Friday, 3 December 2010

Taking Woodstock

One of the events of my lifetime was the Woodstock hippy music festival. I was greatly affected by the original film of the event because it reminded of the life I had rejected but which I wanted and needed. The music remains memorable and introduced me to the work of Ritchie Havens acquiring a long play record of his set also seeing him live at Newcastle Sage two years ago. I was therefore delighted to learn that a film called Taking Woodstock had been made. However I decided not to experience in theatre when learning that the music was background. I recently saw the film on Sky and have read about the book on which the film is based.

The book is the story of Eliot Techberg, shortened to Tiber in American fashion, commencing with his double life as a homosexual individual living in Greenwich Village working as a designer and decorator in a department store having graduated in fine arts and spending his weekends at his boarding house home in Bethel which his parents expanded into a motel by his bossy Jewish mother and laid back father. Among the celebrities he said he met as a young man were Marlon Brando, Rock Hudson, Truman Capote and Tennessee Williams. He describes the life he was subjected to until the riots which centred on the Stonewell Bar in which gay men and women openly opposed their persecution by the police in 1969. The riots were said to have a liberating effect for Eliot who was leading the life of a straight individual when helping his parents who were struggling to keep up with the mortgage payments on their business enterprise. As someone with an education and drive he became President of the local chamber of commerce and became friendly with a major farmer in the area Max Yasgur who directly marketed products including a chocolate milk. Elliot also allowed a hippy theatre company to live and use the barn on the family property and also established a cinema showing “underground” films.

For several years he had held a small music festival at the site at which local bands played, being a position to issue himself a music and arts festival licence.

Learning that the proposed Woodstock Festival had been stopped because the local community had refused to issue a licence on learning the size and nature of the planned event contacted the organiser and offered his home. The Woodstock team visited the site by helicopter and were not impressed but what was available. It was then that Eliot decided to introduce the team to Yasgur who immediately agreed to the site and Eliot’s family motel became the Festival HQ and Eliot the exclusive ticket agent.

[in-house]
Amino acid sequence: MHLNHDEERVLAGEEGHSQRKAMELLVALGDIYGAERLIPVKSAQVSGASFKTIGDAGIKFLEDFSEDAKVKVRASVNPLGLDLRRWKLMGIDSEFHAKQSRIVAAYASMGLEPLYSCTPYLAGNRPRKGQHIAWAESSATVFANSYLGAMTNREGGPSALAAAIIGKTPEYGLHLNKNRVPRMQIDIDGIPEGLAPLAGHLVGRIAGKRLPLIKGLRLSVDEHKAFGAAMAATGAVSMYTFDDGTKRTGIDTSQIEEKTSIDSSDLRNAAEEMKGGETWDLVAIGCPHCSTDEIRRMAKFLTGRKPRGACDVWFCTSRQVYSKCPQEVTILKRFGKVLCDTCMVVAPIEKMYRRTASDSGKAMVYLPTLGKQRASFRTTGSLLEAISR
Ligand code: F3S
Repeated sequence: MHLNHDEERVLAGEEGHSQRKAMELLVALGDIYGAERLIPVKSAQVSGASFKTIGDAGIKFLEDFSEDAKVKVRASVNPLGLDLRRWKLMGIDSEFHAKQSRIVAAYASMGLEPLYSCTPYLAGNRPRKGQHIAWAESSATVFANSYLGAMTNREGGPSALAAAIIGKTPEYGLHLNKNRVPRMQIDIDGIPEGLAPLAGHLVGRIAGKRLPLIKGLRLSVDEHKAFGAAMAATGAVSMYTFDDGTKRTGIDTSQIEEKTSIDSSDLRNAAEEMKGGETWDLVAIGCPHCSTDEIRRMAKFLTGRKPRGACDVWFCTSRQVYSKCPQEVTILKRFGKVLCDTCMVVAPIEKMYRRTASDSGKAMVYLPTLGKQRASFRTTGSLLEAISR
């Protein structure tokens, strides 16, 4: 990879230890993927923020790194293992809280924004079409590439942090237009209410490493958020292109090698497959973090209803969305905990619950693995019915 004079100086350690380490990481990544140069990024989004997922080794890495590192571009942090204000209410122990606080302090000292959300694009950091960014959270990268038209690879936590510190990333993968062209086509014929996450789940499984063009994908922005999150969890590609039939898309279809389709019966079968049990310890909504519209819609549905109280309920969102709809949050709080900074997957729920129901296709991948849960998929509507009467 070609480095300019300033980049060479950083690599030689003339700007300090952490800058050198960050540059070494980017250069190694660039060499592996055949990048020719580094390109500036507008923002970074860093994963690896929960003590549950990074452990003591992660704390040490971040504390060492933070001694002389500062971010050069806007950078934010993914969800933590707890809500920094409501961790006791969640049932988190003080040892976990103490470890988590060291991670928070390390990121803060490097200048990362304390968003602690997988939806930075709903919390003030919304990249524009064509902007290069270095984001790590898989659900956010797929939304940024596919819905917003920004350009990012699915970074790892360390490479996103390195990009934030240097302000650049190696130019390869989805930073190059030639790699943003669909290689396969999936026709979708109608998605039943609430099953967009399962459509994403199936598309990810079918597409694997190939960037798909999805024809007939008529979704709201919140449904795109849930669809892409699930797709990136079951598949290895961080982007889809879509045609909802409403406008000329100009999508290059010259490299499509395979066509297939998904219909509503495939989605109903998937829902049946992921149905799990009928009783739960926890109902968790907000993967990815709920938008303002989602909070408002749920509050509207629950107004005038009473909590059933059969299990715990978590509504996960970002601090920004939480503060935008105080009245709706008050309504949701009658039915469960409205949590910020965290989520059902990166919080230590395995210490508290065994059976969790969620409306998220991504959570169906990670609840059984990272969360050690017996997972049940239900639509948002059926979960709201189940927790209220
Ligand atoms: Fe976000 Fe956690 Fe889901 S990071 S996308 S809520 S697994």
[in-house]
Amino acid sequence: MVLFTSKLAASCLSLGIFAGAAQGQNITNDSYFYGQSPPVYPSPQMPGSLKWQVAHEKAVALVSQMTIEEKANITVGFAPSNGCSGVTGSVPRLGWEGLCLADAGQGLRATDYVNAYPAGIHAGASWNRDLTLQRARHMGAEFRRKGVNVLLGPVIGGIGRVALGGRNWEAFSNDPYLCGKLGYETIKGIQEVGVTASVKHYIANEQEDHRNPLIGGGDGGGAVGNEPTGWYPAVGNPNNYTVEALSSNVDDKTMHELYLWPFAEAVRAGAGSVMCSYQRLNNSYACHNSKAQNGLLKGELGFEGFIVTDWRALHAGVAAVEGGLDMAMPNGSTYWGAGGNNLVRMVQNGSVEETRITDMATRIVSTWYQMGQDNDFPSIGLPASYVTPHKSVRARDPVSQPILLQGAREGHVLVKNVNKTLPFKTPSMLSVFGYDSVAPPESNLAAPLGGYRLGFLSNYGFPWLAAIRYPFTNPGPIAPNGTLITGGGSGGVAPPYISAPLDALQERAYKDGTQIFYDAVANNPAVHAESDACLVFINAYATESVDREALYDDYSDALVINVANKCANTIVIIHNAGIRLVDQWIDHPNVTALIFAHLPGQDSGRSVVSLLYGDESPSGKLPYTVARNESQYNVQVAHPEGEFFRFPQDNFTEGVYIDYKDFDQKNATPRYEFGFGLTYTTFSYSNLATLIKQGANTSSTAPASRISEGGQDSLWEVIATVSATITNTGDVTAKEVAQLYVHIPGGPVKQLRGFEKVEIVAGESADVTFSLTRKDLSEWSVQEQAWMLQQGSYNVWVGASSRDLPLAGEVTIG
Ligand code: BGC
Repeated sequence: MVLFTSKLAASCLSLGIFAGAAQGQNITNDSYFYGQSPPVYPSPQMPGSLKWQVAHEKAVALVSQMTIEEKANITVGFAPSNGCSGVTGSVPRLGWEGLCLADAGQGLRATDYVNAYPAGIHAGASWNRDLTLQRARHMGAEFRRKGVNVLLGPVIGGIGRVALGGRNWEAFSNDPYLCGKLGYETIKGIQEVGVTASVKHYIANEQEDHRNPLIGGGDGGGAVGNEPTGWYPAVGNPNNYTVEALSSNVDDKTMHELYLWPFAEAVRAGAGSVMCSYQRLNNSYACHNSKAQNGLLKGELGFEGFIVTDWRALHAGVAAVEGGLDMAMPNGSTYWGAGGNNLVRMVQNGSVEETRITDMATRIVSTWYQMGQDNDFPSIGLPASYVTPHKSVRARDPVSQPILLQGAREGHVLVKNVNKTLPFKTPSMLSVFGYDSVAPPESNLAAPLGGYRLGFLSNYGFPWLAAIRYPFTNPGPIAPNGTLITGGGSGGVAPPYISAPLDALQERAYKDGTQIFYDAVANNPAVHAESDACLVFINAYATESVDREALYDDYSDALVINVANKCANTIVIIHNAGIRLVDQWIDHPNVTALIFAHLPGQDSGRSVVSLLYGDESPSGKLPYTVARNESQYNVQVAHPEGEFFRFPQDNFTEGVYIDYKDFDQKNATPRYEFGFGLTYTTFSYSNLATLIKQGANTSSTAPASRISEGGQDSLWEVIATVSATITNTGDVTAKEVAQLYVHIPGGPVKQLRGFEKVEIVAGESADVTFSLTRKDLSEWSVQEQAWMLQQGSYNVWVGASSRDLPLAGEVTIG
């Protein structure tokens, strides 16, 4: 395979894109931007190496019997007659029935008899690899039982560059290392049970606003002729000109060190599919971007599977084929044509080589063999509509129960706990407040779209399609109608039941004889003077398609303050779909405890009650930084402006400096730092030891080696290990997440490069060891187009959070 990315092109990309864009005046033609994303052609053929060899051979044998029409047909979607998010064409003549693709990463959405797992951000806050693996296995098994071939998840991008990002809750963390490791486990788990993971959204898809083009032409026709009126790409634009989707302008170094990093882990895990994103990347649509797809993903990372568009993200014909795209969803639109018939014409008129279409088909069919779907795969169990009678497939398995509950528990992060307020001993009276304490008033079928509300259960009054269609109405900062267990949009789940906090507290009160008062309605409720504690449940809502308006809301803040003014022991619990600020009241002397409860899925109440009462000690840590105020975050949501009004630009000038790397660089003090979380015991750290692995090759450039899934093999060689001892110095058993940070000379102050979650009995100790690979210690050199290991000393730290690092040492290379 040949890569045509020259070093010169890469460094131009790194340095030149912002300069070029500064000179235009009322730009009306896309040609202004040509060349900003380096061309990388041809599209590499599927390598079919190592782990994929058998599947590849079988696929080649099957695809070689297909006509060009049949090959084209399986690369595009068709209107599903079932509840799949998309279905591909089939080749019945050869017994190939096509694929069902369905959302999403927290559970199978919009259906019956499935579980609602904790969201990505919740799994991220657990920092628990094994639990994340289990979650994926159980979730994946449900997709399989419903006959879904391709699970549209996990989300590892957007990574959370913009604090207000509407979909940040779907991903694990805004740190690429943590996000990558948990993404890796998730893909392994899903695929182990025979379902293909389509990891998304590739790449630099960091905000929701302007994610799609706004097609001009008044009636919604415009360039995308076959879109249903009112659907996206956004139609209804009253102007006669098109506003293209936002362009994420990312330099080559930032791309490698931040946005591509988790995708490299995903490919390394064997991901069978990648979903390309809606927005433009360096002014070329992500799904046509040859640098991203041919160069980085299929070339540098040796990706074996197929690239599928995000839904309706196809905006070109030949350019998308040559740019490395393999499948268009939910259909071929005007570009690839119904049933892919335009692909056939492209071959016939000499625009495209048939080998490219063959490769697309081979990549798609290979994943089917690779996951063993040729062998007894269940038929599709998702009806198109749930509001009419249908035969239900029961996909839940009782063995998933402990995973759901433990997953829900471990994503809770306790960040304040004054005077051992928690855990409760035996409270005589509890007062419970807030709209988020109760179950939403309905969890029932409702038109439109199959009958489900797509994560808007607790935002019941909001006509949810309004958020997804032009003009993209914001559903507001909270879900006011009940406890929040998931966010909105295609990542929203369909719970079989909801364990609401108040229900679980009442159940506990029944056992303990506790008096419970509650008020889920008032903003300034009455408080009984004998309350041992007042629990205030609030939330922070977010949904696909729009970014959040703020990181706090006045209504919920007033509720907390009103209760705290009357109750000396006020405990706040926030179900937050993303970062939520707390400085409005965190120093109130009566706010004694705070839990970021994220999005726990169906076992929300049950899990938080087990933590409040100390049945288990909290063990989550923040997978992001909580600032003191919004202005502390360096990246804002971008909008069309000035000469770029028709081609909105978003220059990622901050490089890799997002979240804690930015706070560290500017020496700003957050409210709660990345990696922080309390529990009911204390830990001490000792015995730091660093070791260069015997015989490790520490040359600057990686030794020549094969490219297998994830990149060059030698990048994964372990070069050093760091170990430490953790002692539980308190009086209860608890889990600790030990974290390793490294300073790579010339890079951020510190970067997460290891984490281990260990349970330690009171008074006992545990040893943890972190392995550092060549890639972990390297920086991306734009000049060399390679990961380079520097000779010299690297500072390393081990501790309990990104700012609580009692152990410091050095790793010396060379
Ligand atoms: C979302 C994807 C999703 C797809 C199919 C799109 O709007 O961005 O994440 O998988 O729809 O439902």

Understandably not all local residents were sympathetic to the proposed invasion of your people and took direct action to stop the event. Criminals attempted to force him to pay protection money which he admits he paid in part and used he help of a transvestites to fend off physical assaults at one point. After the Festival which Eliot admits he only attended once he claimed to have become a set designer for the film studios. The motel became an Italian restaurant and was later demolished.

Following publication claims made in the book were contested by Festival organisers and the Yasgur family who say that the organisers were introduced to the farm owner where the festival was staged by a land agent and that the farmer had no prior contact with Eliot.

The film with the same name concentrates on Eliot’s involvement with the Festival and follows closely the events in of the book, except that there is no reference to his early life outside the family home, to paying the criminals any money or to his subsequent life.

The film also concentrates on the relationship between Eliot and his mother whom is portrayed as a cranky woman, hostile to her guests and never recovered from her own childhood and experiences as a Russian refugee. At the conclusion of the film after her parents have unknowingly got high on hash brownies his mother unintentionally reveals she has been secretly saving all the profits amounting to $97000 dollars although the property has been nearly reclaimed by the bank because of failure to keep up with mortgage payments. The film ends with Woodstock organiser announcing his next project is a free concert in San Francisco with the Rolling Stones

Although the film is Directed and Produced by Ang Lee and attempts to communicate something of the flavour of those participating it fails to add to our knowledge or interest in the Woodstock event, or provides an emotionally attractive side story. This is because I did not find any of the participants interesting or engaging. It was a disappointment reinforcing my decision not to pay good money at the theatre.

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